Figs come from the south, but also grow in Switzerland. Here they are only grown in a single place.
Autumn is harvest time, and that’s no different on Andrea and Stephan Stocker’s farm in Greppen, Lucerne. “It’s an intensive phase,” says the farmer, “we’re constantly busy reading at the moment.”
But the around 160 trees that stand here in a field between Rigi and Lake Lucerne don’t have apples or pears hanging on them – but figs. The only figs in Switzerland that are grown on a large scale.
The fig trees are planted on half a hectare of land and produce around 1.2 tons of fruit per year. That’s not very much, compared to the 4,000 tons of figs that Switzerland imports every year.
We couldn’t live from livestock farming alone.
But for the Stocker couple it is an important source of income. “Our business is not particularly large and we couldn’t make a living from livestock farming alone,” says Stephan Stocker.
Conscious decision for a niche product
When Stockers took over the farm in 2012, they considered how they could best use the available land. They chose figs because they were convinced that the fruit would be easy to market through their own farm shop.
And because figs are not a fruit that can be grown everywhere – but they can be grown in Greppen: the protected location on the south side of the Rigi ensures a mild climate here.
The two Swiss fig pioneers gained a lot of knowledge about growing the fruit from farms in southern France. Nevertheless, the path to the first harvest was paved with uncertainties.
The first twelve trees to be planted froze in the winter. Stockers were about to give up – when the trees sprouted again in spring and were winter-proof from then on.
When production started and demand increased, it became apparent that birds also liked figs: flocks of starlings attacked the fruit and destroyed part of the harvest.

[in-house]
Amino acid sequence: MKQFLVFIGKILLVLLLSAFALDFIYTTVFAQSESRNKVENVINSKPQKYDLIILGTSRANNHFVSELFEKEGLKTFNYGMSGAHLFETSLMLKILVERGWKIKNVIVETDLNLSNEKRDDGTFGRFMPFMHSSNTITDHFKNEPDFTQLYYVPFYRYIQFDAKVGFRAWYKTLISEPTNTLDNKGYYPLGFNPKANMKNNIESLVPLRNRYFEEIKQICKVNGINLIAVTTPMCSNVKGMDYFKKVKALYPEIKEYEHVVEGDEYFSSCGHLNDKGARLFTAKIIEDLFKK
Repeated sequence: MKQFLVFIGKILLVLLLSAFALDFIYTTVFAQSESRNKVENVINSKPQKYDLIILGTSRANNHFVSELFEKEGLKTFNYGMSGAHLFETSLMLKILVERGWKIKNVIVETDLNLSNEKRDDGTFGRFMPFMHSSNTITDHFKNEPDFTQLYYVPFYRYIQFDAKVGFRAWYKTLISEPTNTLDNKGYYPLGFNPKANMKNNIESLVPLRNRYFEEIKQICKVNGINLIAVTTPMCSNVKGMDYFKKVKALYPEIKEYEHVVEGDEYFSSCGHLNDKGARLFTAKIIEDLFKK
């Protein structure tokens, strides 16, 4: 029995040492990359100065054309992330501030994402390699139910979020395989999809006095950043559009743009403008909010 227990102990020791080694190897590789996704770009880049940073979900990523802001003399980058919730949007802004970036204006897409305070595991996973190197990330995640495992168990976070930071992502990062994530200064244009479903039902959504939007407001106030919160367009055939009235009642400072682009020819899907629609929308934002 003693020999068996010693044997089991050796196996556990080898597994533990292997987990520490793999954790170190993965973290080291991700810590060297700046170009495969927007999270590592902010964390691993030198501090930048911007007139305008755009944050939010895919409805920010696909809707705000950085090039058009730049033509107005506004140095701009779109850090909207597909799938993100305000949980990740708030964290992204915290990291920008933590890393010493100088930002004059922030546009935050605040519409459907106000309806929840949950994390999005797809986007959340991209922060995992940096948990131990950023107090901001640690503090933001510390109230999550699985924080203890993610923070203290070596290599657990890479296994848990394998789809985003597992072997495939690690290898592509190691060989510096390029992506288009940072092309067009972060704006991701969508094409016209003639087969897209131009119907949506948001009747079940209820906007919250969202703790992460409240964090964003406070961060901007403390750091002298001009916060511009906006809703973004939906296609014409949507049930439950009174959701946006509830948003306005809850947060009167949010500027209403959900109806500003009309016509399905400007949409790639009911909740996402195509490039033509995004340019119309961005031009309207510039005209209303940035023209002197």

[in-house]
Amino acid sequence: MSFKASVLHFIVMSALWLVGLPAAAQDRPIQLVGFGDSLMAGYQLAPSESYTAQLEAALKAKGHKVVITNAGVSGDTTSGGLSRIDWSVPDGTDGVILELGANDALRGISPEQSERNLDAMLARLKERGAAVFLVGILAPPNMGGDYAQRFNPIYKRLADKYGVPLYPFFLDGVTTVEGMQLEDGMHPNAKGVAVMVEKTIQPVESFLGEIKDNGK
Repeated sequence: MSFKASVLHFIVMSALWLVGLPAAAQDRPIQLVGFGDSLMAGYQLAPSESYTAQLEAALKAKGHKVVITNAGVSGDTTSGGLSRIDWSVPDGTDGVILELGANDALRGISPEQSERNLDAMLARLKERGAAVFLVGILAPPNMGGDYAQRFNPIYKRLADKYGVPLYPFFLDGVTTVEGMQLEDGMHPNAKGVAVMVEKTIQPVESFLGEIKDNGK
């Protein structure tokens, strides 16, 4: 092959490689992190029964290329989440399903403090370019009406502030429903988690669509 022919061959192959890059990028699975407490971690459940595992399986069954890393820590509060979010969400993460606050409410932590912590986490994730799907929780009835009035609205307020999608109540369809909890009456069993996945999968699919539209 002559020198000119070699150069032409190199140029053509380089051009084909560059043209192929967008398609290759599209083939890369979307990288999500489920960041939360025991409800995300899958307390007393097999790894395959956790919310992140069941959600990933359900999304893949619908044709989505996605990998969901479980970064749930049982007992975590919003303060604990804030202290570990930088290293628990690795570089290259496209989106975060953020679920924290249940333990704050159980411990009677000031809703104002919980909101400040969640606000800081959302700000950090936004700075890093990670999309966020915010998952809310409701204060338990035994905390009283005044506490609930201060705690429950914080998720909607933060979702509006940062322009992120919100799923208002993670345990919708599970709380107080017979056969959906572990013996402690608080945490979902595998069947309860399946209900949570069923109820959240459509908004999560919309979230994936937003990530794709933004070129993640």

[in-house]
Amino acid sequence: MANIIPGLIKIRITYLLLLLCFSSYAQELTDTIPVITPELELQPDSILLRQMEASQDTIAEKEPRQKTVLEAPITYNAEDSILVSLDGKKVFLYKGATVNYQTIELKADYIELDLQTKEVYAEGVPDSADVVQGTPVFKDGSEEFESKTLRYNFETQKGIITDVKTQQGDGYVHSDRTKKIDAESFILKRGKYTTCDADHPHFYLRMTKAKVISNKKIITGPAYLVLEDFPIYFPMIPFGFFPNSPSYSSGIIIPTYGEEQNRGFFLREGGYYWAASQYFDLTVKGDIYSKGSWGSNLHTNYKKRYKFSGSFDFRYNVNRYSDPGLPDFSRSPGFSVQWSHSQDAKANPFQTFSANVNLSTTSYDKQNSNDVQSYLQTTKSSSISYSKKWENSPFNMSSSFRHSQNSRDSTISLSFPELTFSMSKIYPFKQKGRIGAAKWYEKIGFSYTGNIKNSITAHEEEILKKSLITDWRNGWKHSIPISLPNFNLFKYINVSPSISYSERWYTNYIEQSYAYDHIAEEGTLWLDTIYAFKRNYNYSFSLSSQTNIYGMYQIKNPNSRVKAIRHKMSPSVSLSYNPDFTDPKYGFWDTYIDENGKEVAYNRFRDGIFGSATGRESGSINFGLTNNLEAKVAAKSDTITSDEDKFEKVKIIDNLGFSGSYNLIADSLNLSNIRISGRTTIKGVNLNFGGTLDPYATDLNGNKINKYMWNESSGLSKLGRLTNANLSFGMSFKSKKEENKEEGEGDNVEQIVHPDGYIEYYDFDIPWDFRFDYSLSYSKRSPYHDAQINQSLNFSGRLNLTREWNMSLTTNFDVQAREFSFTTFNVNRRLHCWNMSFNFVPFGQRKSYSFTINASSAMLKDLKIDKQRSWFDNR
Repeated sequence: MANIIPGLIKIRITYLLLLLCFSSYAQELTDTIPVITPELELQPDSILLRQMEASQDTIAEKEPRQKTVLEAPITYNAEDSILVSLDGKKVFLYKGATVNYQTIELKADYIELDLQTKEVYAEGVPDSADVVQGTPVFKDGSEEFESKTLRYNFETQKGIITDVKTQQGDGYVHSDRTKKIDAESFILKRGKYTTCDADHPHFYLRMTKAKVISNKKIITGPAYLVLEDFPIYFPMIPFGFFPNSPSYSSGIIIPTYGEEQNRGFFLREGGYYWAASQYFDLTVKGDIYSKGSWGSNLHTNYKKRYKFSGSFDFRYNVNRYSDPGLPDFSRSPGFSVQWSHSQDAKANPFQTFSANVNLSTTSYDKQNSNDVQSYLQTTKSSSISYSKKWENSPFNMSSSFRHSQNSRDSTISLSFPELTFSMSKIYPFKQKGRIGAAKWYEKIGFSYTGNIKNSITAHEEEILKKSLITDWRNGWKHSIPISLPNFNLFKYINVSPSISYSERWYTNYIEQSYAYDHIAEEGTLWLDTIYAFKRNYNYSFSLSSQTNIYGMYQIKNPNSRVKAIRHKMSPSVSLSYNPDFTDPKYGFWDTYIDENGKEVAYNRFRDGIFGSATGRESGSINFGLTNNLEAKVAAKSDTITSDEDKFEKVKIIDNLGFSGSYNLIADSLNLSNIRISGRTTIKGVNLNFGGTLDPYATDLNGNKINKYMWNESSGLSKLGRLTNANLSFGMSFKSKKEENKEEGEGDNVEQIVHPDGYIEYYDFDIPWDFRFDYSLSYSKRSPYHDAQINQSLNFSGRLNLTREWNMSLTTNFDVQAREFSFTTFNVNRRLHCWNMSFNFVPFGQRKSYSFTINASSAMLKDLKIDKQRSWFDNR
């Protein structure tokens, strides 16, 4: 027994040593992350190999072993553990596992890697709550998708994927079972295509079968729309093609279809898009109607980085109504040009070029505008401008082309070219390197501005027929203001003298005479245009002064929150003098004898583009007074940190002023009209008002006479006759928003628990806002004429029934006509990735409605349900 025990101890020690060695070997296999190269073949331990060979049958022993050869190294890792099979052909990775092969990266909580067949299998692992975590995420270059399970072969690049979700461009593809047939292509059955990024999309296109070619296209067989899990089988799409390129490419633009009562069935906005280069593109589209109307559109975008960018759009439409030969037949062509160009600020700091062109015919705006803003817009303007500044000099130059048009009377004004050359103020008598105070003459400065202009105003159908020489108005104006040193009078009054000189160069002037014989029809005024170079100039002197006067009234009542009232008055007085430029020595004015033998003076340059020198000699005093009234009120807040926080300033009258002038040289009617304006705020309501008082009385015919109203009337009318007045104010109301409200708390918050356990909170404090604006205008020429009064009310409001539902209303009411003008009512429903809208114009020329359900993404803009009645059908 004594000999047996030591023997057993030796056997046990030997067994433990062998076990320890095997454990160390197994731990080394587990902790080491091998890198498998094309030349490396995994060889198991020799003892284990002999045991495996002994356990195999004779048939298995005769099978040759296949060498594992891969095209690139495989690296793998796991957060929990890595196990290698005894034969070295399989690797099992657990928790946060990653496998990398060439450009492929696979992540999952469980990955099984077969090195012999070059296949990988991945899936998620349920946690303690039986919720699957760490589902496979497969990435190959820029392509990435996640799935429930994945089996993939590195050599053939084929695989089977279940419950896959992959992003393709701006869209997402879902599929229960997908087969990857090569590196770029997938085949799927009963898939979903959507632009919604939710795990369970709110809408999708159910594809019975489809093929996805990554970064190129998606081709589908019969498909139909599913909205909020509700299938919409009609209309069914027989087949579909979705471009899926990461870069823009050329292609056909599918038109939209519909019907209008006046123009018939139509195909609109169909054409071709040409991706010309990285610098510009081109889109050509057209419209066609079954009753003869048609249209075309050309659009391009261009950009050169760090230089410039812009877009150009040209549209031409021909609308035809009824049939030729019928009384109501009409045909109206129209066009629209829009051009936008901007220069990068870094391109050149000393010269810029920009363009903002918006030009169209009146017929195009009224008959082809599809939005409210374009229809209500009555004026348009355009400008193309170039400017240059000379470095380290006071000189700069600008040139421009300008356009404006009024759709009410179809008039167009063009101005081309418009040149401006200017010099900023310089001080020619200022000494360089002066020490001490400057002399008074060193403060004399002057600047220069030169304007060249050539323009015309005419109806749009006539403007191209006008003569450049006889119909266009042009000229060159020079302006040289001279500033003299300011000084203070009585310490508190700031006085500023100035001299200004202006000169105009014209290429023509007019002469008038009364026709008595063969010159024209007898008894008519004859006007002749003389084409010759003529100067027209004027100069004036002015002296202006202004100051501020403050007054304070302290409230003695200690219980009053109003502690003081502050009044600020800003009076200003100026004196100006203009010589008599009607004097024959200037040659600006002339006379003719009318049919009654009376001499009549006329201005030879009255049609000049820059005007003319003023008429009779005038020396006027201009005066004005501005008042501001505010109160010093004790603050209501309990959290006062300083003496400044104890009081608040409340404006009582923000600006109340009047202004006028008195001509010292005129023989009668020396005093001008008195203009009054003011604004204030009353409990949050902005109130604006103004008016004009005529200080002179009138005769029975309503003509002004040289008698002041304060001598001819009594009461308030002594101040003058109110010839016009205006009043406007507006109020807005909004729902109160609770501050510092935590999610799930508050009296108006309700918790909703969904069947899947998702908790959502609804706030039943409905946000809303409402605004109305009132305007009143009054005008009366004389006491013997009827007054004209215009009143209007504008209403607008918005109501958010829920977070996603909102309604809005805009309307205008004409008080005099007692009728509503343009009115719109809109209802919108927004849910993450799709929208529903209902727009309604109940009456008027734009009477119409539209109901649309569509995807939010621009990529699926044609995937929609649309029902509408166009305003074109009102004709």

The couple decided to completely wrap their system with a net for protection. A costly affair, says Andrea Stocker: “We asked ourselves whether it was worth continuing. But we had already put so much work and money into the fig trees that we didn’t want to give up.”
Fresh figs have to be sold quickly
But not only is growing figs difficult, but also marketing them. “We only want to sell very fresh figs, that’s our trademark,” says Andrea Stocker. “But the ripe fruit only lasts for a maximum of two days – which means it has to reach customers quickly.”
And this mainly happens through the farm shop. Grepper figs are now so well known in the area that customers inquire in advance when fresh figs will be available again.
Stockers also make a number of other products from the figs, from mustard and jam to schnapps and balm.
However, Stockers don’t want to rely exclusively on figs. When the harvest failed completely in 2021 due to the wet weather, he was happy to have other sources of income with livestock farming and free-range laying hens, says Stephan Stocker.
Many farms want to realign themselves
Agriculture is changing: “I am receiving more inquiries from farmers than ever before – and everyone wants to know what new crops they could grow,” says Beat Felder, responsible for viticulture and innovations at the Lucerne Nature and Nutrition Vocational Training Center BBZN.
Politicians want fewer farm animals – because of the climate
The reason for this is, on the one hand, politics, which aims to reduce the number of animals for climate protection reasons – but on the other hand, it is also the social trend towards a meat-free diet and local products.
The BBZN advises farmers and makes recommendations depending on the nature of the soil, climatic conditions and the structures of a farm. “Figs don’t grow everywhere, the climate has to be right,” says Felder. “But there are many alternatives that have already become established, such as almonds or hops.” There are also initial attempts with persimmon plums.
Lucerne is slowly becoming a wine canton
Grapevines are also on the rise, especially in the canton of Lucerne: around 30 years ago, wine was grown on a good 10 hectares – the area under cultivation has now grown to over 100 hectares.
But: The experiment with the figs was worth it. The fruit is popular and demand is constantly increasing. It’s actually astonishing that no other farmers have jumped on the bandwagon, says Andrea Stocker. «We can definitely recommend it. It doesn’t have to be in our neighborhood.”